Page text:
With Maastricht, Lisbon and CETA, altering the texts could have meant restarting the ratification process in dozens of countries and parliaments, hence why the member states and institutions bent over backwards not to have to do so. This suggests that, in fact, the EU has somewhat less incentive to make further concessions.

There are also risks for the UK in reopening the agreement. Doing so could bring up areas for negotiation the UK has so far managed to avoid – a risk that is little talked about in Westminster.

The Greek crisis in 2015 offers a cautionary tale. Greek prime minister Alexis Tsipras rejected the initial terms offered, which included the controversial abolition of the 30% VAT discount on the islands, only to sign up to conditions including the abolition of that discount under duress a few weeks later.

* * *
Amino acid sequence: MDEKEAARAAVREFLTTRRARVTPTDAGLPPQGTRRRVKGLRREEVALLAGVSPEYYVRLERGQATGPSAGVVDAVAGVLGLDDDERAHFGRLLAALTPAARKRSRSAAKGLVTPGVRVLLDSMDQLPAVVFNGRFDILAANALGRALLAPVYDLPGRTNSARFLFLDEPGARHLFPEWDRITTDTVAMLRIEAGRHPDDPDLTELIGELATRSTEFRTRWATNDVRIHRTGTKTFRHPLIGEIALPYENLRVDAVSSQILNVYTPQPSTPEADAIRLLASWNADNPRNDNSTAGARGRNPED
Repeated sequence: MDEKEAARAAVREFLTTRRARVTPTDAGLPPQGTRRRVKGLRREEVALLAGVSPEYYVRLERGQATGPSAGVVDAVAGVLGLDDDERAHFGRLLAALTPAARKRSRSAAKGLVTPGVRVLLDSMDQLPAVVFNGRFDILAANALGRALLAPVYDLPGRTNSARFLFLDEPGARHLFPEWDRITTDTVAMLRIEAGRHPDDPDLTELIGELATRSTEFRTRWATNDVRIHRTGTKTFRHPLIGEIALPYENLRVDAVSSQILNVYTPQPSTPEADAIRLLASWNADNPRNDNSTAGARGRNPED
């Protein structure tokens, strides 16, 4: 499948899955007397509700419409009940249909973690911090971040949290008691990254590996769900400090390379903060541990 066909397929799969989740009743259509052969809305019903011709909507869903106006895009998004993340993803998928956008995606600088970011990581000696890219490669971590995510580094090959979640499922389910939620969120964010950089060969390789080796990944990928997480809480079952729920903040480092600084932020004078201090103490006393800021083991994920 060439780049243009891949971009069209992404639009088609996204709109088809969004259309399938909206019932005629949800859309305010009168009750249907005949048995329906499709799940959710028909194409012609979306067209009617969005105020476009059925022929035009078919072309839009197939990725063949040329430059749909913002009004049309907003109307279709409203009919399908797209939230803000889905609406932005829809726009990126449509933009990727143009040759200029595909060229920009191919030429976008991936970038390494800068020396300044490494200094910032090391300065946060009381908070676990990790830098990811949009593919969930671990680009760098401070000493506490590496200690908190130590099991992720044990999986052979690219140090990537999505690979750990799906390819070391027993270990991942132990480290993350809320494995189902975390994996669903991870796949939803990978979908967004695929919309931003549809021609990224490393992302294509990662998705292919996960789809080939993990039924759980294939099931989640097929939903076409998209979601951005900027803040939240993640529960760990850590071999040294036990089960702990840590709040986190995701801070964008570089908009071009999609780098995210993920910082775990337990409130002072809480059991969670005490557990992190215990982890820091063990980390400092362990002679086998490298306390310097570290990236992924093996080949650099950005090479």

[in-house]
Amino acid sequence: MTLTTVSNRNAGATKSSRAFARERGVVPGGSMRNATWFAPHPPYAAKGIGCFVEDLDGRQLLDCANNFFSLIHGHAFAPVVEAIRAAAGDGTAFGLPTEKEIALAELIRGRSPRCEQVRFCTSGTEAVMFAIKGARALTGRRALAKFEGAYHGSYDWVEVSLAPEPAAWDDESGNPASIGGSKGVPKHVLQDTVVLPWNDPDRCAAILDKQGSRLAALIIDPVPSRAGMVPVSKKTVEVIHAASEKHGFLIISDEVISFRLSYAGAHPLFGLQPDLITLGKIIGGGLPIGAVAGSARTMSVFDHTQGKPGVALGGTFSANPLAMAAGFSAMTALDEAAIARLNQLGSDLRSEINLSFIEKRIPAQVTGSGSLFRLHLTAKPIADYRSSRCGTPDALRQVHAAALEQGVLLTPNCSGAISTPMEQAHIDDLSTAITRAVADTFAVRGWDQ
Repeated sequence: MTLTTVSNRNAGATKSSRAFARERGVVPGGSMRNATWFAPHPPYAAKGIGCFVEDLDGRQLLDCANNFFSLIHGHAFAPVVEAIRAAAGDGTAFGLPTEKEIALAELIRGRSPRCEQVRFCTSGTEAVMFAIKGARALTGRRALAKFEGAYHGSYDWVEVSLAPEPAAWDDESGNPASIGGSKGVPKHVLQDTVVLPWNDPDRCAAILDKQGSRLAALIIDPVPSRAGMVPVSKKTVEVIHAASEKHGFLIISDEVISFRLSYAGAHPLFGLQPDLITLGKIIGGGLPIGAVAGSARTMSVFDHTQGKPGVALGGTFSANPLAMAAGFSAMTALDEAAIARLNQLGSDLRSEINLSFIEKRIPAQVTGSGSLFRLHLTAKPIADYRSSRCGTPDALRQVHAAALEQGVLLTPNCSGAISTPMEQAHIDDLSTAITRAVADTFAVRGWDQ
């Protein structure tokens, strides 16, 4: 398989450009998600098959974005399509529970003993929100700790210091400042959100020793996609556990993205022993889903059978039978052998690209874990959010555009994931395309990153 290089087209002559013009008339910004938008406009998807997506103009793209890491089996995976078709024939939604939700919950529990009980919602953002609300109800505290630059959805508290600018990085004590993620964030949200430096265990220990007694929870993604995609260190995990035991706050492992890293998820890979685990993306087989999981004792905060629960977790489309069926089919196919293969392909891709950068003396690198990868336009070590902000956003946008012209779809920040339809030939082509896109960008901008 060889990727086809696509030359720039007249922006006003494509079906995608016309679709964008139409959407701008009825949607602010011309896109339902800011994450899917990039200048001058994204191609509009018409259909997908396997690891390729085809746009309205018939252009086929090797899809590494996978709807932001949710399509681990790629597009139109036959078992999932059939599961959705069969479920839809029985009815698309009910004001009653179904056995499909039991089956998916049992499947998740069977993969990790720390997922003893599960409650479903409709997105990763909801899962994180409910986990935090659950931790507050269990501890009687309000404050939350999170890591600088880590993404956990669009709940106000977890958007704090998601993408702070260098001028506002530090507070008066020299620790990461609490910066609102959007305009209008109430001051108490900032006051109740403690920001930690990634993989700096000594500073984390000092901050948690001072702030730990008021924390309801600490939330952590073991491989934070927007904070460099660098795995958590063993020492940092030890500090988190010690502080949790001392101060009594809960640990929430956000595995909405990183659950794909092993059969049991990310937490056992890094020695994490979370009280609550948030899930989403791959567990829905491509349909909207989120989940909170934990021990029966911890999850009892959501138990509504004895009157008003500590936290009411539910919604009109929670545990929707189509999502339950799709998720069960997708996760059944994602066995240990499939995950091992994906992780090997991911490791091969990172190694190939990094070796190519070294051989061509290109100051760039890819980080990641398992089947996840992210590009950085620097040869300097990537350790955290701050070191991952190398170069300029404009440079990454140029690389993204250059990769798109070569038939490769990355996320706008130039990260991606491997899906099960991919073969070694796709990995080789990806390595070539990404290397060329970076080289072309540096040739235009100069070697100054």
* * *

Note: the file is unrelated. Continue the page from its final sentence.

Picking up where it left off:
The prevailing view in Parliament is that reopening the Withdrawal Agreement would yield better terms, but this overlooks the fact that more demands may come from the EU, especially if there’s no deal.

Finally, it seems unrealistic to expect the EU to go further for the UK than it has for member states. It has not reopened treaty texts in the past, even though it has made other last-minute concessions to help get them ratified.

There is certainly some room for manoeuvre if these kinds of changes would bear fruit in the House of Commons, but a change as fundamental as rewriting or removing the backstop would be without recent precedent.

And, as we have seen in the negotiations themselves, precedents count for a lot when accommodating the varied and often conflicting interests of 27 different governments.

By Matt Bevington, policy researcher at The UK in a Changing Europe. This piece originally featured in The Telegraph.